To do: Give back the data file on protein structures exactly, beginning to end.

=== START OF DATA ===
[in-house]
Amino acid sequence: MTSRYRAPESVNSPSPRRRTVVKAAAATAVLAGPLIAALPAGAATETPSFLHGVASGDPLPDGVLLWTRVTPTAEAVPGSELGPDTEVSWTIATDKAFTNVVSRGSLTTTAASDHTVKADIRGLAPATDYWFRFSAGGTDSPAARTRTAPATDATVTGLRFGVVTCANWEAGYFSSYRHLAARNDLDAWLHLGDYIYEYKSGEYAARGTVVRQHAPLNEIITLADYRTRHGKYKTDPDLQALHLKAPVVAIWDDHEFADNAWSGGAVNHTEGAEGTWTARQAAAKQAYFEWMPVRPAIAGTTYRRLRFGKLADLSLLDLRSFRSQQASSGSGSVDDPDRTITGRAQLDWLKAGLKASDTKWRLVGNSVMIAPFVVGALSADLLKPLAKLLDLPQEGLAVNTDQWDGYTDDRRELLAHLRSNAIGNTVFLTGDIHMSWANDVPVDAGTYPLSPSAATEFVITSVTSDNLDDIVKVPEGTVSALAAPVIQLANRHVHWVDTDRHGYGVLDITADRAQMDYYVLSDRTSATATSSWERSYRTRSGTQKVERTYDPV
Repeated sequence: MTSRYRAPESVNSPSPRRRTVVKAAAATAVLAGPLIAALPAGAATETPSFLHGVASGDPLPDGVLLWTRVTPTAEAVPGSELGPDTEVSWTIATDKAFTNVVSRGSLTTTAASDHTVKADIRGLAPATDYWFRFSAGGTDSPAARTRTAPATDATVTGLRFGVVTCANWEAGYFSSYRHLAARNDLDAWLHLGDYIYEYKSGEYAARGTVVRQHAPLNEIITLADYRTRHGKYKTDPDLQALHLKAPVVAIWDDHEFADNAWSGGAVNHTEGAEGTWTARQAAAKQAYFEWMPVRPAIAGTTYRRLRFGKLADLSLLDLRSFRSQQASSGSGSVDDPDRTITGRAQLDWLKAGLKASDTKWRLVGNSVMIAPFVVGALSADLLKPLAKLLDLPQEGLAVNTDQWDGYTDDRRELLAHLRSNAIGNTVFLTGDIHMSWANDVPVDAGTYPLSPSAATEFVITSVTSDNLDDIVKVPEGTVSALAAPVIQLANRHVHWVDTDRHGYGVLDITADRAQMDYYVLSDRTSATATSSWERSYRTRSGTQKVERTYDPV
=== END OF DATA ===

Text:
[in-house]
Amino acid sequence: MTSRYRAPESVNSPSPRRRTVVKAAAATAVLAGPLIAALPAGAATETPSFLHGVASGDPLPDGVLLWTRVTPTAEAVPGSELGPDTEVSWTIATDKAFTNVVSRGSLTTTAASDHTVKADIRGLAPATDYWFRFSAGGTDSPAARTRTAPATDATVTGLRFGVVTCANWEAGYFSSYRHLAARNDLDAWLHLGDYIYEYKSGEYAARGTVVRQHAPLNEIITLADYRTRHGKYKTDPDLQALHLKAPVVAIWDDHEFADNAWSGGAVNHTEGAEGTWTARQAAAKQAYFEWMPVRPAIAGTTYRRLRFGKLADLSLLDLRSFRSQQASSGSGSVDDPDRTITGRAQLDWLKAGLKASDTKWRLVGNSVMIAPFVVGALSADLLKPLAKLLDLPQEGLAVNTDQWDGYTDDRRELLAHLRSNAIGNTVFLTGDIHMSWANDVPVDAGTYPLSPSAATEFVITSVTSDNLDDIVKVPEGTVSALAAPVIQLANRHVHWVDTDRHGYGVLDITADRAQMDYYVLSDRTSATATSSWERSYRTRSGTQKVERTYDPV
Repeated sequence: MTSRYRAPESVNSPSPRRRTVVKAAAATAVLAGPLIAALPAGAATETPSFLHGVASGDPLPDGVLLWTRVTPTAEAVPGSELGPDTEVSWTIATDKAFTNVVSRGSLTTTAASDHTVKADIRGLAPATDYWFRFSAGGTDSPAARTRTAPATDATVTGLRFGVVTCANWEAGYFSSYRHLAARNDLDAWLHLGDYIYEYKSGEYAARGTVVRQHAPLNEIITLADYRTRHGKYKTDPDLQALHLKAPVVAIWDDHEFADNAWSGGAVNHTEGAEGTWTARQAAAKQAYFEWMPVRPAIAGTTYRRLRFGKLADLSLLDLRSFRSQQASSGSGSVDDPDRTITGRAQLDWLKAGLKASDTKWRLVGNSVMIAPFVVGALSADLLKPLAKLLDLPQEGLAVNTDQWDGYTDDRRELLAHLRSNAIGNTVFLTGDIHMSWANDVPVDAGTYPLSPSAATEFVITSVTSDNLDDIVKVPEGTVSALAAPVIQLANRHVHWVDTDRHGYGVLDITADRAQMDYYVLSDRTSATATSSWERSYRTRSGTQKVERTYDPV